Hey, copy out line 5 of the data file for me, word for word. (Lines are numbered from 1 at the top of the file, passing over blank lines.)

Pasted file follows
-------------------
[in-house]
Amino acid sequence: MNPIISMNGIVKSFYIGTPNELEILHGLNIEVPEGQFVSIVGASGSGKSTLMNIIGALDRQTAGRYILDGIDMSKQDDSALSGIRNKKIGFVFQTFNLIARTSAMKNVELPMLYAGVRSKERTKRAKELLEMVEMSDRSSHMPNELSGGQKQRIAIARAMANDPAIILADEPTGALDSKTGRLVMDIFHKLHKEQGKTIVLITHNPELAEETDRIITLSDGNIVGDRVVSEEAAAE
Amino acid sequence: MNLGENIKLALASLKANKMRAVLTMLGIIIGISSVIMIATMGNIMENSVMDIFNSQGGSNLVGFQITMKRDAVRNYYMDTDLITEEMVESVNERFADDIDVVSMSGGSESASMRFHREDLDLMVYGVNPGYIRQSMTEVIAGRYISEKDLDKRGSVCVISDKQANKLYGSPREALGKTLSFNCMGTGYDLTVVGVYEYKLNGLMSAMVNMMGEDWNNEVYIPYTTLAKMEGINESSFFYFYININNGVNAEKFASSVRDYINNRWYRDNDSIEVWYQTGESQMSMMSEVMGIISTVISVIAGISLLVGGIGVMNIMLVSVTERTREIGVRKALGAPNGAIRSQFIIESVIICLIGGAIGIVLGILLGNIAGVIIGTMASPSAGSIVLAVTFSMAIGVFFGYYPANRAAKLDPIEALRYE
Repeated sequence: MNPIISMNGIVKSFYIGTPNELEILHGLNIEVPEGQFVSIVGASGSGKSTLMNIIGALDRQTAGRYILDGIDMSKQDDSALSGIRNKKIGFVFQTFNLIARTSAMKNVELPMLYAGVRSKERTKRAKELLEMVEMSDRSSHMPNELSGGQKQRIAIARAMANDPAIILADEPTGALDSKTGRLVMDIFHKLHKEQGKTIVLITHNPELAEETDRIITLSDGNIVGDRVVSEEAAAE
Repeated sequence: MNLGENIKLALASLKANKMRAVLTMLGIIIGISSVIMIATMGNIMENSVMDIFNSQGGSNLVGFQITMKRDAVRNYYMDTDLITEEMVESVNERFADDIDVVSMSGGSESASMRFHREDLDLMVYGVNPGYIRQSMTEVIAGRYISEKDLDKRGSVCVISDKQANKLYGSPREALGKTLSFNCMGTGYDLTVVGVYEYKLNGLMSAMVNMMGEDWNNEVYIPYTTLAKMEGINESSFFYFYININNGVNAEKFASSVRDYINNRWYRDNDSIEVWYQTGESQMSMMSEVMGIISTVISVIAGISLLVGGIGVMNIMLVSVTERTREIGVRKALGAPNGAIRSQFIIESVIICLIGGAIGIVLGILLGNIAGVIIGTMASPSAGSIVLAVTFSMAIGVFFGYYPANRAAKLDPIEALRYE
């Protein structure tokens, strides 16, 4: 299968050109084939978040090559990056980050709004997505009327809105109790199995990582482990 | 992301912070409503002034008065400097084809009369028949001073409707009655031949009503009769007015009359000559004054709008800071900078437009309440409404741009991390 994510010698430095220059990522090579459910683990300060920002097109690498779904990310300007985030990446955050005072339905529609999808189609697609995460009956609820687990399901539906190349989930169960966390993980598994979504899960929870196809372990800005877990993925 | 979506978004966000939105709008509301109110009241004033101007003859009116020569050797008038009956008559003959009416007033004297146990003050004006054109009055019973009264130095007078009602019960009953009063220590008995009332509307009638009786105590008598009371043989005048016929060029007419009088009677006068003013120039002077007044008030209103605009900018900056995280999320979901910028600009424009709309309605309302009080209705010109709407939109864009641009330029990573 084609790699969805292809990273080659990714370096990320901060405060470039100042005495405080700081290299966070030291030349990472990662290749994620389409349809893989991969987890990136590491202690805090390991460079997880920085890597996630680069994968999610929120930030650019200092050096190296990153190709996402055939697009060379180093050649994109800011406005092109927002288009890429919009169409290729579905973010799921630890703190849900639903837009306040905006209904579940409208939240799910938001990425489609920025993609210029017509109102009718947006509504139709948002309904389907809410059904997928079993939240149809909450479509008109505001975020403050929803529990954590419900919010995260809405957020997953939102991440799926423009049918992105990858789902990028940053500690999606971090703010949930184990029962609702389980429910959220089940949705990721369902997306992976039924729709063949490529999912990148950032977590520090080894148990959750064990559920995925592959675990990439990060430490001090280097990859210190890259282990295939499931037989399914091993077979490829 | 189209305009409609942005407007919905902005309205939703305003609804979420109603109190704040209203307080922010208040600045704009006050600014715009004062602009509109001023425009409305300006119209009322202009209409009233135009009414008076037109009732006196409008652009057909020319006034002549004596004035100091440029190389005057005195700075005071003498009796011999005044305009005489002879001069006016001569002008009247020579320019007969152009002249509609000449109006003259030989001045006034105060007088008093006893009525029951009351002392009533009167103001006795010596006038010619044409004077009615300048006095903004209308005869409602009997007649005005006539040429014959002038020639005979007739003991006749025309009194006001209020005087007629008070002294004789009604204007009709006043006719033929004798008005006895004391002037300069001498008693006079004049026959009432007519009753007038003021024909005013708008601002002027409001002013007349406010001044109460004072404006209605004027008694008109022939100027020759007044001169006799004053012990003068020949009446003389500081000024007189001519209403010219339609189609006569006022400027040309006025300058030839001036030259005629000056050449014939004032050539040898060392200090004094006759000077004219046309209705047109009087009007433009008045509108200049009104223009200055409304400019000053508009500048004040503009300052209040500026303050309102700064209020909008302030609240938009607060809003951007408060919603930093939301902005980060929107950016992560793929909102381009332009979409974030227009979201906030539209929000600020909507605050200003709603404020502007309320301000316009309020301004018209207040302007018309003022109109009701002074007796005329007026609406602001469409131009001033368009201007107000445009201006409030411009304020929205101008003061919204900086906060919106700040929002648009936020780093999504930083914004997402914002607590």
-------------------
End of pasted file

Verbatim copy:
Repeated sequence: MNLGENIKLALASLKANKMRAVLTMLGIIIGISSVIMIATMGNIMENSVMDIFNSQGGSNLVGFQITMKRDAVRNYYMDTDLITEEMVESVNERFADDIDVVSMSGGSESASMRFHREDLDLMVYGVNPGYIRQSMTEVIAGRYISEKDLDKRGSVCVISDKQANKLYGSPREALGKTLSFNCMGTGYDLTVVGVYEYKLNGLMSAMVNMMGEDWNNEVYIPYTTLAKMEGINESSFFYFYININNGVNAEKFASSVRDYINNRWYRDNDSIEVWYQTGESQMSMMSEVMGIISTVISVIAGISLLVGGIGVMNIMLVSVTERTREIGVRKALGAPNGAIRSQFIIESVIICLIGGAIGIVLGILLGNIAGVIIGTMASPSAGSIVLAVTFSMAIGVFFGYYPANRAAKLDPIEALRYE